Subject: Re: [boost] Case study: Boost.Local versus Boost.Phoenix
From: Thomas Heller (thom.heller_at_[hidden])
Date: 2011-02-04 03:06:05
Joel de Guzman <joel <at> boost-consulting.com> writes:
> On 2/4/2011 10:36 AM, Gregory Crosswhite wrote:
> > In conclusion, I have found that Boost.Phoenix is simply too painful to use
> > in practice for most cases where I have been using Boost.Local. Although it
> > could potentially allow for very elegant code in many cases, it is so hard
> > to figure out what you are doing wrong that it seems to be more trouble than
> > it is worth. I am actually a little sad at having arrived at this
> > conclusion, because the library looked incredibly cool and I was very
> > excited about trying it out, and now I am just walking away from the whole
> > experience feeling incredibly frustrated. Furthermore, even if I were an
> > expert in it I have trouble seeing how in most of the places in my code it
> > would result in code that was either more clear or easier to write. The
> > Boost.Local code has extra noise at the beginning, but when the main body of
> > the nested function contains lots of calls it is far more expressive to
> > write the C++ code directly than to use lots of pheonix::bind functions to
> > accomplish the same thing.
> > This doesn't mean that I think that Boost.Phoenix is a bad library. Reading
> > through the documentation I am absolutely amazed at how it can be used to
> > create very expressive functions; the authors have clearly worked very hard
> > on it and should be proud of their work. However, it simply cannot be
> > treated as invaliding the need for something like Boost.Local, because for
> > one to accomplish many of the same tasks in Boost.Phoenix as one can
> > accomplish in Boost.Local one has to deal with a whole lot of extra mental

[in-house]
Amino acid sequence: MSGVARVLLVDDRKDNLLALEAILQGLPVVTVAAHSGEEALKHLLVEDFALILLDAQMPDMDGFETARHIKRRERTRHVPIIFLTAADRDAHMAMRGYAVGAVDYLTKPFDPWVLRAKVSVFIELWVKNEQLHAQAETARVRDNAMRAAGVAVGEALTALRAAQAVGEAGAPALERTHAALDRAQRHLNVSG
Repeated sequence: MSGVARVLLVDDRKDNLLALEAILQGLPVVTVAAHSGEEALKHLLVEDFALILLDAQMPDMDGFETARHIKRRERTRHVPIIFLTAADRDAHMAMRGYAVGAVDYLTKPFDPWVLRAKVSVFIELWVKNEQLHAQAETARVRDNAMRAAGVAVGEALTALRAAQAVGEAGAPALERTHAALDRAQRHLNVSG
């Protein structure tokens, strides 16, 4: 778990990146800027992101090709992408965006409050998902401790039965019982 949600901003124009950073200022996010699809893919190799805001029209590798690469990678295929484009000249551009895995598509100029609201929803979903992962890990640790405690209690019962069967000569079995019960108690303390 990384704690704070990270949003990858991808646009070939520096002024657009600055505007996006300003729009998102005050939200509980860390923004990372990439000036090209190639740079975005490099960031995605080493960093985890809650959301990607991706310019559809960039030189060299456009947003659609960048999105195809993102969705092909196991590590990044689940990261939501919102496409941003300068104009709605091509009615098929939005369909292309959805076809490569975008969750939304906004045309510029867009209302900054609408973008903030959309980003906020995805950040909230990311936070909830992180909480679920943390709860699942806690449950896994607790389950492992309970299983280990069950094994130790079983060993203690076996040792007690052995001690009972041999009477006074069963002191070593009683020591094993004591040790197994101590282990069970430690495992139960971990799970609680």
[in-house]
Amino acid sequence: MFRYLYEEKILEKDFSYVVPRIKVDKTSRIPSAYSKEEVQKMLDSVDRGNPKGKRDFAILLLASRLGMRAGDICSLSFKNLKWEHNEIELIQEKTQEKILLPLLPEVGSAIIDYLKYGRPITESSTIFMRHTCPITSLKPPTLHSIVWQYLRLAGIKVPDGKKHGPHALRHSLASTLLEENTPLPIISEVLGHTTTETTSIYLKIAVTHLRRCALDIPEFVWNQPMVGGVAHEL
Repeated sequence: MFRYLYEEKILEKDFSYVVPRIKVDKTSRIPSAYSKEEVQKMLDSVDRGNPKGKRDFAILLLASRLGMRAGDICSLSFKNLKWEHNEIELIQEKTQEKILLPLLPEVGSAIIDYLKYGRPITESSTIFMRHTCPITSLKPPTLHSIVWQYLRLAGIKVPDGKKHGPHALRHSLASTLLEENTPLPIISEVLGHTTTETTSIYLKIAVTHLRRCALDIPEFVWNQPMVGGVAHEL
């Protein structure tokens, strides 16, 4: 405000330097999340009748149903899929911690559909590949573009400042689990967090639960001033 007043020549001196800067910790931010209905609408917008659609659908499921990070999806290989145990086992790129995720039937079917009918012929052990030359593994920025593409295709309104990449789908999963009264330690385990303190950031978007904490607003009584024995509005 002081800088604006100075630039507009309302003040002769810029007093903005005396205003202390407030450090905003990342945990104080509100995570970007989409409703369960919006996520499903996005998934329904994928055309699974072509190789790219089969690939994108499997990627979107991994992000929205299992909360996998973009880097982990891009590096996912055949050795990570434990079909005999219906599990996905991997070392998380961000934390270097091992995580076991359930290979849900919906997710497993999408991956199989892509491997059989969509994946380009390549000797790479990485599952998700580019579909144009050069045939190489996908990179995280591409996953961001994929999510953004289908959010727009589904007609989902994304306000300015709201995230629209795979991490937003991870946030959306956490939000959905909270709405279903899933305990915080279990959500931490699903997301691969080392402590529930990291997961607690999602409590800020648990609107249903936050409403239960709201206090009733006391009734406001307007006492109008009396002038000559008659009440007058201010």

> > effort and frustration, and the result at the end is often less expressive
> > and clear (and potentially less maintainable) as it would have been if one
> > had used Boost.Local since the body is no longer expressed in standard C++.
I think what you have shown is a prime example of the clash of two programming
paradigms. It became very clear that the examples you've shown just didn't fit
in well in the Phoenix programming model. However, Phoenix provides an interface
for that as well, phoenix::function ... see Joel's comment.
Additionally, I have to agree with you that the error message you experienced
lead to a lot frustration. They probably dominated the overall impression you
got of the library. These (overly verbose) error messages can be seen as a bug
of the library!
There are techniques to improve them, however none of these are implemented yet.
Ironically, while developing the library, I needed the full exposure of the
error messages to debug all the template code ;)
> You've just scratched the surface, and IMO, learned about the library in
> a way that I would not advice. To be honest, I never liked bind -- not a
> bit. If I did it my way, I'd write small modular phoenix functions
> just like you would in C++ or any FP language, but are fully curryable
> and lazy. It's very similar to what Local provides, albeit in C++ syntax
> instead of macros. By doing so, you avoid overly complex phoenix expressions
> and work closer to C++ but at the same time get all the benefits of FP.
> As I hinted, it is also possible to provide Local like macros to make
> the code even more concise. Right now, admittedly, phoenix function is
> more verbose, but it does a lot more and is more flexible.
George, thank you for the effort you put into trying out Phoenix! If it doesn't
lead to too much trouble I would like to have a (selfcontained) testcase I can
work on to analyze the problems you had and improve either the documentation or
fix some bugs you might have run into. I think your experience shows that there
is a need for a Troubleshooting section in the docs.
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